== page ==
• Go to any Gnutella download site and get the absurdly small program (http://members.xoom.com/_XMCM/nndata/gnutella_top .html). This just happens to be the first one that popped up on a major search engine, but there's lots more.

    It's not as intuituve as Napster, but in some ways it's better and it's still easy to use.

    Or try Scour, which unfortunately is pretty clunky and mainstream: http://www.scour.com/

    Or try ICQ--I've never done it but there's a way to download music through that system. There should be a great community resource through ICQ if you're willing to invest a little time & effort.

    Most of all, you're supposed to keep up the corporate fuck-you spirit of open source. I read in the NYT's yesterday that a Brit team is developing a share program a la Napster that forever cloaks your IP adr. They'll never ban you again. Search the archives in the NYT's, download it, and then email the RIAA what you've done. After they figure that one out--it will take a long time, unfortunately--maybe we can get back to our code instead of all these MP3 download workarounds.

    Good luck. ~jwa
  • I disagree. If someone steals a CD of mine, I'm not held criminially responsible for the other person stealing my CD, even if I leave it in an open window. The same should go for MP3's. Leaving an MP3 up on Napster is like leaving a CD in an open window- it's there, but I'm not saying steal it. And if you do, you break the law, not me.
  • Perhaps you are confused by the term "information superhighway". The internet is not actually a highway. The are no cars, you will not be run over and killed while surfing. Reading something on the internet will not kill you.

    Where as some one driving a rocket powered 12 ton vehicle down the freeway during rush hour would most likely kill some one. That is why highway's have regulations.

    Information does not kill. What people do with information might kill, but that is that person's responsibility and their choice to make and face the consequences. Censorship is never the right answer.
  • I normally use Gnap. A GPL'ed version of Napster for Linux. The version I have is still under development and does not allow for uploads.

    I use Windows as well (I can't get Half Life to run under Wine, can YOU?) and I use Napster under Windows as well. I don't download much with the Windows version, I usually leave it on after a game of Half Life before I go to sleep. I figured that since I have a cable modem it would be nice of me to offer some of my bandwith to those who want MP3's. So I leave Napster on under Windows.

    Now here is the funny part, I don't have any (direct) Metallica songs. I DO have some Apocolyptica covers of Metallica songs (four to be exact) and yup, you guessed it. I am banned.

    The really annoying thing here is that I have a static IP and now I am going too have to change it so that I can use Napster again. (No, re-downloading and changing usernames does not work, it's IP based.)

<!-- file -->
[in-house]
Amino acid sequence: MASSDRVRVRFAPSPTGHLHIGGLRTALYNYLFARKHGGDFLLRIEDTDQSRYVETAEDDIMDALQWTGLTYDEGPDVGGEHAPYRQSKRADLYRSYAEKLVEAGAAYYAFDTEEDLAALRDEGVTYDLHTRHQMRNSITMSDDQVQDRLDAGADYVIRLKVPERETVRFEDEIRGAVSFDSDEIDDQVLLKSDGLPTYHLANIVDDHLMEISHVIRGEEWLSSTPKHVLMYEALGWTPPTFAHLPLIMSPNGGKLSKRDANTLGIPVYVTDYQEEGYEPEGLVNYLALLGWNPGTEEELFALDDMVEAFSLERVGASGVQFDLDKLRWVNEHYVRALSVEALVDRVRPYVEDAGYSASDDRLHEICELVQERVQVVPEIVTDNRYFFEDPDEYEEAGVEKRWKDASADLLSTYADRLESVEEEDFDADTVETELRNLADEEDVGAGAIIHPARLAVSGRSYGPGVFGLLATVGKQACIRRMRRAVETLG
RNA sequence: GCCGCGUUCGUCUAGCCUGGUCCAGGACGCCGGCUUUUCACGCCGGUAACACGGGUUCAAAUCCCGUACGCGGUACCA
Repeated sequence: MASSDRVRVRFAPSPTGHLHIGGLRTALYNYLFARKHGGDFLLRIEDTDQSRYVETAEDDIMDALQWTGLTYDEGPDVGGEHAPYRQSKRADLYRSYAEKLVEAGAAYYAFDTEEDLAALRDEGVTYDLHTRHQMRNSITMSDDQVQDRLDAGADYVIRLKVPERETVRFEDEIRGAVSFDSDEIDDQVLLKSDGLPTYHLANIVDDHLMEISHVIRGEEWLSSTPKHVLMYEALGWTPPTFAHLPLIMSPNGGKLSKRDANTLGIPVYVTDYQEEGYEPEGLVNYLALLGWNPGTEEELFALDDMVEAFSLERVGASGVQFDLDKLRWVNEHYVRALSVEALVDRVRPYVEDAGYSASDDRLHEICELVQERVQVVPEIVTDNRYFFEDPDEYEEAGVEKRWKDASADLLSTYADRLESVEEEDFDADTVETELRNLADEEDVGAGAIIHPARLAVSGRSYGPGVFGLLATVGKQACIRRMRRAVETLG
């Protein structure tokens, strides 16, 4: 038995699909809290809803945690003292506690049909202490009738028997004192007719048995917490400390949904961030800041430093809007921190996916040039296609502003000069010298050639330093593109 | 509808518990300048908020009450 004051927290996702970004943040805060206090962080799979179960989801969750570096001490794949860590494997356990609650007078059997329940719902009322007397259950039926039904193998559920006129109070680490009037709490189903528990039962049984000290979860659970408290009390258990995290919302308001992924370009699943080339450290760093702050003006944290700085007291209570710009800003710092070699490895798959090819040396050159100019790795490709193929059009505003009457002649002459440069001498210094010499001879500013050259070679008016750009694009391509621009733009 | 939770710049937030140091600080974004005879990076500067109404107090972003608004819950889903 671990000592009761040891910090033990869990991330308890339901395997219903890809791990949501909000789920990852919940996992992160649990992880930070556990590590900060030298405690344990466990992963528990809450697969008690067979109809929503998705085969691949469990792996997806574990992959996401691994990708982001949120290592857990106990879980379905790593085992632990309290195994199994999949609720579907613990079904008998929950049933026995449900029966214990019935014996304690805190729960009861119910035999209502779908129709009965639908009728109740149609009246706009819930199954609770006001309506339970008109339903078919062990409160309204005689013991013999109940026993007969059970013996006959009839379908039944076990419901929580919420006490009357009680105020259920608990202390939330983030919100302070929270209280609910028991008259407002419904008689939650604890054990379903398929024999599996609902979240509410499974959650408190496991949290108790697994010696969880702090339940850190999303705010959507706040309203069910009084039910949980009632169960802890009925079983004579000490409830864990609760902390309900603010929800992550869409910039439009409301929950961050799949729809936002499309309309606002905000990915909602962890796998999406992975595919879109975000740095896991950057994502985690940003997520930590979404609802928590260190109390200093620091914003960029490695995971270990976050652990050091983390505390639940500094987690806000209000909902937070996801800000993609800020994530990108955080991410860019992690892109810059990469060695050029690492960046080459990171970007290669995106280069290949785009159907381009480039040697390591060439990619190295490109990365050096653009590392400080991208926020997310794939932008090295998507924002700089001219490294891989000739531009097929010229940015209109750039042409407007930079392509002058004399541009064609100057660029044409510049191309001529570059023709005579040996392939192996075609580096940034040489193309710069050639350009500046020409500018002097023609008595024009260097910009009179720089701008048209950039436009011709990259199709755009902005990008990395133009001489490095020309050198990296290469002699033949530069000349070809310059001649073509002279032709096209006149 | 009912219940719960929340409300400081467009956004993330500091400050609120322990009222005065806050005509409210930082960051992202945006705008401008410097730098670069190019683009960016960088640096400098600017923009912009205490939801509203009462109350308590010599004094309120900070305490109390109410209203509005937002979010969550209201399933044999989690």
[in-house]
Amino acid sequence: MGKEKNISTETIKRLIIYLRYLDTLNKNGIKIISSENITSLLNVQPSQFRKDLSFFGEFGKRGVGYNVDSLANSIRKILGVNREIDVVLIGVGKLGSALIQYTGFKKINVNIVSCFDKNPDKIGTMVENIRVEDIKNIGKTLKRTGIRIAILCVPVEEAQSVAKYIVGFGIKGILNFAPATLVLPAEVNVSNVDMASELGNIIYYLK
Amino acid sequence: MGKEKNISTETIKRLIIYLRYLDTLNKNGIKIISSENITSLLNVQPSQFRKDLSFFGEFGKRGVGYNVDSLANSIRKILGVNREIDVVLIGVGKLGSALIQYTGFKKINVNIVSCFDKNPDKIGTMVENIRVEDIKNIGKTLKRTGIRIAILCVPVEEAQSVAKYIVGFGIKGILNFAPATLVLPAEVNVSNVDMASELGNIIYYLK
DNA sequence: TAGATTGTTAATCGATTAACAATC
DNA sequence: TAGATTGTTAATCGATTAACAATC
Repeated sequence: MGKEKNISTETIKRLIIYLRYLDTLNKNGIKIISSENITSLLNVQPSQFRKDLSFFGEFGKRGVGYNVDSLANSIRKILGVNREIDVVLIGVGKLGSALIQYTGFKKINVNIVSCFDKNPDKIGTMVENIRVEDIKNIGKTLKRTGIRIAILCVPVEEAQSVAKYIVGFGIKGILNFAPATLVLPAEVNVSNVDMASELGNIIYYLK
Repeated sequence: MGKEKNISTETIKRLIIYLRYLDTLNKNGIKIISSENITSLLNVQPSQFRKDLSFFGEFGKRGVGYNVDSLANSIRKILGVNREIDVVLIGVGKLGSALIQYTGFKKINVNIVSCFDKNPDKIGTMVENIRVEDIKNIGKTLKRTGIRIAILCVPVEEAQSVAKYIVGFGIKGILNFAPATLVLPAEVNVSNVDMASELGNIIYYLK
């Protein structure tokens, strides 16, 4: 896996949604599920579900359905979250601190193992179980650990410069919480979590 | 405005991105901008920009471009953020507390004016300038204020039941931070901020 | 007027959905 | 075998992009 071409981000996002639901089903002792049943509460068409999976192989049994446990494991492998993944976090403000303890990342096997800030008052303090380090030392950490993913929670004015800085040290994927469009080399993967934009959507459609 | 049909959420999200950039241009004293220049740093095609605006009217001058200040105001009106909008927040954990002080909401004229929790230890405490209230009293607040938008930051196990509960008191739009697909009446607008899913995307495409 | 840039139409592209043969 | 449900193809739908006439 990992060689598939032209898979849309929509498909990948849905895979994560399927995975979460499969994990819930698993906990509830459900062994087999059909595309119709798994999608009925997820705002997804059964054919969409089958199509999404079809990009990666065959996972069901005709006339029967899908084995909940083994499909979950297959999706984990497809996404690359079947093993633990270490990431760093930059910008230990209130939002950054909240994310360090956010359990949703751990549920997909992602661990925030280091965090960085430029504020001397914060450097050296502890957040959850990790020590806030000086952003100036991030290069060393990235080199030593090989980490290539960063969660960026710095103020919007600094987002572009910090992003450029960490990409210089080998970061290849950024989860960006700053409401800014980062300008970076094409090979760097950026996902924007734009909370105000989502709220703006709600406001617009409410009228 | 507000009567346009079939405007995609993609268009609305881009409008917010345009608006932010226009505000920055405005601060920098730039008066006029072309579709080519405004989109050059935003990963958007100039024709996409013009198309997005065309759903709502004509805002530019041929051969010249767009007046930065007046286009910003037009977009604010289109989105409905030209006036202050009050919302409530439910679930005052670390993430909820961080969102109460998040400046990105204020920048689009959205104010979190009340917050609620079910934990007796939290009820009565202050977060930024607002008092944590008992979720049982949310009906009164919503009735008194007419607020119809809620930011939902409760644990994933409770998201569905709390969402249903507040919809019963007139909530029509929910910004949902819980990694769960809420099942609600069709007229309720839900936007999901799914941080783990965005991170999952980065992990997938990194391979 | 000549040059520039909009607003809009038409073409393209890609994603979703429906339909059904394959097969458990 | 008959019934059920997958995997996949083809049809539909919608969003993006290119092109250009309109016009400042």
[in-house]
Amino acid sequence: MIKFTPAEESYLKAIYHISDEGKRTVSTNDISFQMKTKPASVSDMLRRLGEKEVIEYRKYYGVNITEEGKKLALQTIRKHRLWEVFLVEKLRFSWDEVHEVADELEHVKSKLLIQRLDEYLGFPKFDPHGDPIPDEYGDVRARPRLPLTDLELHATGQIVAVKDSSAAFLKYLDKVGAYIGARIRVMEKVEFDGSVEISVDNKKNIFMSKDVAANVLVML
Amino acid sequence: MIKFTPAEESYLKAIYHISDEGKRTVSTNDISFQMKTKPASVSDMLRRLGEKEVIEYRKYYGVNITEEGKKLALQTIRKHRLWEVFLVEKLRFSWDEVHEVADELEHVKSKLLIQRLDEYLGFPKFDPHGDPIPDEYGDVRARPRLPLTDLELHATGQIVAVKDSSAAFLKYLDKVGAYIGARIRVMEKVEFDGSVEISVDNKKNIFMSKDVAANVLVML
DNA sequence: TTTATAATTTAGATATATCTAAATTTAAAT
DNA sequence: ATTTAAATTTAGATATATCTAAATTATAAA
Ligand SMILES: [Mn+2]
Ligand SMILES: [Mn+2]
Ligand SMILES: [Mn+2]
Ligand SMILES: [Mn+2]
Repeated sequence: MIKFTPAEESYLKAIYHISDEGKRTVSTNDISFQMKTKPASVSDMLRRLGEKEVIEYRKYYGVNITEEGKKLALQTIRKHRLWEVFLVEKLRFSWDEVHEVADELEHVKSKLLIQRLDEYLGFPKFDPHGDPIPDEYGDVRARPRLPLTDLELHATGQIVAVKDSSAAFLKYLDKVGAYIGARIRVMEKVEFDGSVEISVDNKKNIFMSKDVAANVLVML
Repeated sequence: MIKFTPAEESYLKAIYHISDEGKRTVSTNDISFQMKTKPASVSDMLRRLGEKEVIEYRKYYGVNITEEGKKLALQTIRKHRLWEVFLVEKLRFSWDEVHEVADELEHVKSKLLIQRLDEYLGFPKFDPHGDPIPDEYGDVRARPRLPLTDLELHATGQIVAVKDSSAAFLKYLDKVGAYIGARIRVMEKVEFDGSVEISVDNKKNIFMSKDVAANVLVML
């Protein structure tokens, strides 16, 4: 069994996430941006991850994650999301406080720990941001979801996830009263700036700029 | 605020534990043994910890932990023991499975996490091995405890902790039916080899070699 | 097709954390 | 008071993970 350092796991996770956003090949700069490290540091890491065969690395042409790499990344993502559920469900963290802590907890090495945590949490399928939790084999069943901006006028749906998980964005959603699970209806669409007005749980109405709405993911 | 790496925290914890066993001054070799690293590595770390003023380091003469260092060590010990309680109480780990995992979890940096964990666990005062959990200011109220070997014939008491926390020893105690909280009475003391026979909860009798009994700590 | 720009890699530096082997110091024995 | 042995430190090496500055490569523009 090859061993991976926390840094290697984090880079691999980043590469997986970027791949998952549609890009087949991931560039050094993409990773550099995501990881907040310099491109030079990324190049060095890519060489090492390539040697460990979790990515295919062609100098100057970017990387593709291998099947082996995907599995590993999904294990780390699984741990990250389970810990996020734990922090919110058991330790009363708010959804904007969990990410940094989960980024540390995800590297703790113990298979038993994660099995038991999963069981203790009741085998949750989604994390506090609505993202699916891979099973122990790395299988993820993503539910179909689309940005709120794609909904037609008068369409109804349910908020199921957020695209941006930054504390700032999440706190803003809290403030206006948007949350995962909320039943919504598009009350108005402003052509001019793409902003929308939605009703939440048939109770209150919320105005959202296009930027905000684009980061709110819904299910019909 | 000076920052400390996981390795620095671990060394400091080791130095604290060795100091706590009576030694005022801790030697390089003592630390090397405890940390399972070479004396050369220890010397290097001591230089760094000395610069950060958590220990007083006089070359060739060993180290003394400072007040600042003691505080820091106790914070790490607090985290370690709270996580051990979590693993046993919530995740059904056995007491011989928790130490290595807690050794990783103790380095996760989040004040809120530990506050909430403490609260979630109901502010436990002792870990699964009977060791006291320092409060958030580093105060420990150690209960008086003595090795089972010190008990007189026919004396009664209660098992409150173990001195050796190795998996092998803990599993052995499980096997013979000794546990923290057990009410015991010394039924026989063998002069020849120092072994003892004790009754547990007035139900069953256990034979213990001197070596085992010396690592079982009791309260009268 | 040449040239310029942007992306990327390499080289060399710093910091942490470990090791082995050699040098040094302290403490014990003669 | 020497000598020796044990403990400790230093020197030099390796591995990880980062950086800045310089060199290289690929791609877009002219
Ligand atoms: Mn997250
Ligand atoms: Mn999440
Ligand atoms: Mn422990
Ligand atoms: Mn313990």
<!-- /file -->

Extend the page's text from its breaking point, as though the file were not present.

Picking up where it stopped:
Wow, banned for having covers of songs. Hrmph.
    Since I know how @home assigns IP's in my area I know how to make them cycle if I want to, and I am going too do just that. I am going to set up a dedicated Napster box now. I admit that I don't much like Metallica, (even less now) but Apocolyptica is ok. I am going to keep this bandwith up dammit, just because I am pissed off now.

    I considered downloading all of Metallica's music so I can add that to the dedicated Napster box, but then, I don't want to help in distributing crap over the internet now do I?

  • What more gain do you want than having your software used by thousands of people. Or having your music listened by thousands. I'm not saying it's easy, and we all need to change the way we think. Of course you'll get gain! If you do something that people want, I can assure you you'll receive a lot.
  • > But his lackeys had better check the content because although the title reads "dr dre - fuck you" (which is one of one of his actual titles) the content is really Kermit the Frog singing about the difficulties of being green. So I'm absolutely not violating his copyright, but unless he checks the content he'll falsely accuse me. What fun!

    ...although you are instead now guilty of violating Kermit the Frog's copyright...
  • did you make a new user?
  • Which is the exact key with the username? I keep deleting hte entire registry entry to no avail.
  • The folder I kept my Metallica MP3s in wasn't even shared in Napster and I haven't downloaded a Metallica MP3 in months. This makes me wonder how they found out these 300,000 some users had these MP3s.
  • Actually, I HAVE some Apocolyptica, but I did not feel like ripping it.

    Its faster to download than it is to rip it.
    So, now I get banned by Metallica for having Apocolyptica songs.....
  • According to the article, Napster removed 317,337 users. Doesn't this strike anyone as just a little...odd? I mean, if you remove the first 7 and the comma, you have the "d00dsp33k" word "31337".

    So perhaps Napster was trying to send a hidden message...they weren't just removing users, they were removing "eleet" users.

    Something to think about, anyway.
    --

  • I cannot believe that you are serious in this proposal. Ban people under 21 or 18, etc from the internet?

    That would be undermining everything that the internet has come to represent: freedom of speech, and choice. The internet is currently one of the ONLY public forums in which ANYONE can publish their thoughts and beliefs.